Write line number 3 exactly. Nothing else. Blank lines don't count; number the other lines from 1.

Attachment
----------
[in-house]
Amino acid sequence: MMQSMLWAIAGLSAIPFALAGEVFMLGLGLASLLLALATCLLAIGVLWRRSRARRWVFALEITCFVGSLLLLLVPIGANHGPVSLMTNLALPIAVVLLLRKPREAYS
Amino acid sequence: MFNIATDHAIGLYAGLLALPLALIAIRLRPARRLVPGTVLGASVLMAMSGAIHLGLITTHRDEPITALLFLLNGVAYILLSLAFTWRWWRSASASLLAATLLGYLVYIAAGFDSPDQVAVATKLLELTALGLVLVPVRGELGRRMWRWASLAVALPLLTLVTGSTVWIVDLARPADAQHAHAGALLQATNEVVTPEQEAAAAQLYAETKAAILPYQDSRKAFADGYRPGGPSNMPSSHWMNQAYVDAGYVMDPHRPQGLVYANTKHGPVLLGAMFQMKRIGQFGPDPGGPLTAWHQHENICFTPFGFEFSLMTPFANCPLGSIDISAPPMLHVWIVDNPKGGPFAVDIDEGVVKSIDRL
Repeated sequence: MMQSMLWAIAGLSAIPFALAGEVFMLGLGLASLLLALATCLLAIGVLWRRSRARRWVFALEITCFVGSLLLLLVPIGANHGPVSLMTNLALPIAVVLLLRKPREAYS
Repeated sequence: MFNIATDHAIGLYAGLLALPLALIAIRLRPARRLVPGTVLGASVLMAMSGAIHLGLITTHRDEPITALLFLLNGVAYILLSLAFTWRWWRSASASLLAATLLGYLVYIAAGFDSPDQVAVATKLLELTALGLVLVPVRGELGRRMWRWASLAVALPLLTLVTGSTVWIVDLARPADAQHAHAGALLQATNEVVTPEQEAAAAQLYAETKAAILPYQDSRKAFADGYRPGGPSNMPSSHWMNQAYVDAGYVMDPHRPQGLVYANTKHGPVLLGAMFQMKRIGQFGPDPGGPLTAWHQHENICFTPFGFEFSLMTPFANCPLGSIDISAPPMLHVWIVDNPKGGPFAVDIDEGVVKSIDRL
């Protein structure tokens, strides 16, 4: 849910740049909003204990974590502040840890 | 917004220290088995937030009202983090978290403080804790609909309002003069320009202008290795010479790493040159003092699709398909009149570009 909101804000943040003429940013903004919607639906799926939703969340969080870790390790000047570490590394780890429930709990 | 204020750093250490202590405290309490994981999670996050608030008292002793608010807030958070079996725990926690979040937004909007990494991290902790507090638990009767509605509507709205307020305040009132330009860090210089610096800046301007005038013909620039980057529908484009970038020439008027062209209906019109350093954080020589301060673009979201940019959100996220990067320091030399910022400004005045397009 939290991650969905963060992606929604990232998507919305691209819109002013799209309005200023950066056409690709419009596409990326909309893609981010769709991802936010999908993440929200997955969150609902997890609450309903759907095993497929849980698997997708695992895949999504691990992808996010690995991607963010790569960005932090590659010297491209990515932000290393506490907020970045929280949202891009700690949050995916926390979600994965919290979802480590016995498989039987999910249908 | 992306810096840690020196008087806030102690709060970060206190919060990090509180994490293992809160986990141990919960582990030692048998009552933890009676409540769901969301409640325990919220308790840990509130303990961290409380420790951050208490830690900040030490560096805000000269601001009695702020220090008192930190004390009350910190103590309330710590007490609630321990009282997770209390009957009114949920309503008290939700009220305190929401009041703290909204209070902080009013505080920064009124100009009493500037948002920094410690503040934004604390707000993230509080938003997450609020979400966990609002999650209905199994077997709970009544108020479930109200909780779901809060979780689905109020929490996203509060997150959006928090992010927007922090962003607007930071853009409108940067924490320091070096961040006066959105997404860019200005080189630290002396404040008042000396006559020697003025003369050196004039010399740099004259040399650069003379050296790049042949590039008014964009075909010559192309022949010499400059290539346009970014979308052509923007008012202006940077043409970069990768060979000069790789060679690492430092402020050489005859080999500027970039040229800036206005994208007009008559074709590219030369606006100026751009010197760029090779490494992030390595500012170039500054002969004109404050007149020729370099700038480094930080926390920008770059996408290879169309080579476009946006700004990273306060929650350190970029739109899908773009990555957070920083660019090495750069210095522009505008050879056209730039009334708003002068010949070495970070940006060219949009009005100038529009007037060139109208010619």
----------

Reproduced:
Amino acid sequence: MFNIATDHAIGLYAGLLALPLALIAIRLRPARRLVPGTVLGASVLMAMSGAIHLGLITTHRDEPITALLFLLNGVAYILLSLAFTWRWWRSASASLLAATLLGYLVYIAAGFDSPDQVAVATKLLELTALGLVLVPVRGELGRRMWRWASLAVALPLLTLVTGSTVWIVDLARPADAQHAHAGALLQATNEVVTPEQEAAAAQLYAETKAAILPYQDSRKAFADGYRPGGPSNMPSSHWMNQAYVDAGYVMDPHRPQGLVYANTKHGPVLLGAMFQMKRIGQFGPDPGGPLTAWHQHENICFTPFGFEFSLMTPFANCPLGSIDISAPPMLHVWIVDNPKGGPFAVDIDEGVVKSIDRL